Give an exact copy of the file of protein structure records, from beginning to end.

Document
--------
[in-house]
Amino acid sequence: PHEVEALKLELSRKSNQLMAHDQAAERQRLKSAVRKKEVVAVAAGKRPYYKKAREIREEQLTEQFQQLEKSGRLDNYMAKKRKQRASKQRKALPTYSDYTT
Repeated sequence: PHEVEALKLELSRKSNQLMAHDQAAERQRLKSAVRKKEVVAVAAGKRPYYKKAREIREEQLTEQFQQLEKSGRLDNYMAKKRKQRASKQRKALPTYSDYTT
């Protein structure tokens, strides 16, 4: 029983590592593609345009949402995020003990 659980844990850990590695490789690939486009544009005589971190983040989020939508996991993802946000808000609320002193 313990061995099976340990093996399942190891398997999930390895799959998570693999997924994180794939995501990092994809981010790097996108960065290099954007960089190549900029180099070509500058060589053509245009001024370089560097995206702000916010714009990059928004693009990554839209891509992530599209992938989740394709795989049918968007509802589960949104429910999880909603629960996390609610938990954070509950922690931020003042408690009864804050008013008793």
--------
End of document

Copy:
[in-house]
Amino acid sequence: PHEVEALKLELSRKSNQLMAHDQAAERQRLKSAVRKKEVVAVAAGKRPYYKKAREIREEQLTEQFQQLEKSGRLDNYMAKKRKQRASKQRKALPTYSDYTT
Repeated sequence: PHEVEALKLELSRKSNQLMAHDQAAERQRLKSAVRKKEVVAVAAGKRPYYKKAREIREEQLTEQFQQLEKSGRLDNYMAKKRKQRASKQRKALPTYSDYTT
């Protein structure tokens, strides 16, 4: 029983590592593609345009949402995020003990 659980844990850990590695490789690939486009544009005589971190983040989020939508996991993802946000808000609320002193 313990061995099976340990093996399942190891398997999930390895799959998570693999997924994180794939995501990092994809981010790097996108960065290099954007960089190549900029180099070509500058060589053509245009001024370089560097995206702000916010714009990059928004693009990554839209891509992530599209992938989740394709795989049918968007509802589960949104429910999880909603629960996390609610938990954070509950922690931020003042408690009864804050008013008793």